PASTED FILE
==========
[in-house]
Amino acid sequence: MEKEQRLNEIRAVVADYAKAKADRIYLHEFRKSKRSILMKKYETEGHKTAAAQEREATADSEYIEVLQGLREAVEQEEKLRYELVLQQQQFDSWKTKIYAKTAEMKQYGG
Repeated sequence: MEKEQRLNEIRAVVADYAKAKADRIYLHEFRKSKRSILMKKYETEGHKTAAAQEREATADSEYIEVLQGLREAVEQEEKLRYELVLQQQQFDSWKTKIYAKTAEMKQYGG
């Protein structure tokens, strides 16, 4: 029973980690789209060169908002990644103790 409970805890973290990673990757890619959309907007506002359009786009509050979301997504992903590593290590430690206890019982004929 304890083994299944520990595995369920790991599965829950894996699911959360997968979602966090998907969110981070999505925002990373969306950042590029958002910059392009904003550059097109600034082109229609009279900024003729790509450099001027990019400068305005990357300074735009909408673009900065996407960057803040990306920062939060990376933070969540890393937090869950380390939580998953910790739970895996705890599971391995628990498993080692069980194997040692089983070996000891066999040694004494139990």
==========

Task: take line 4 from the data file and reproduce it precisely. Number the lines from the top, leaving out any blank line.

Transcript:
């Protein structure tokens, strides 16, 4: 029973980690789209060169908002990644103790 409970805890973290990673990757890619959309907007506002359009786009509050979301997504992903590593290590430690206890019982004929 304890083994299944520990595995369920790991599965829950894996699911959360997968979602966090998907969110981070999505925002990373969306950042590029958002910059392009904003550059097109600034082109229609009279900024003729790509450099001027990019400068305005990357300074735009909408673009900065996407960057803040990306920062939060990376933070969540890393937090869950380390939580998953910790739970895996705890599971391995628990498993080692069980194997040692089983070996000891066999040694004494139990």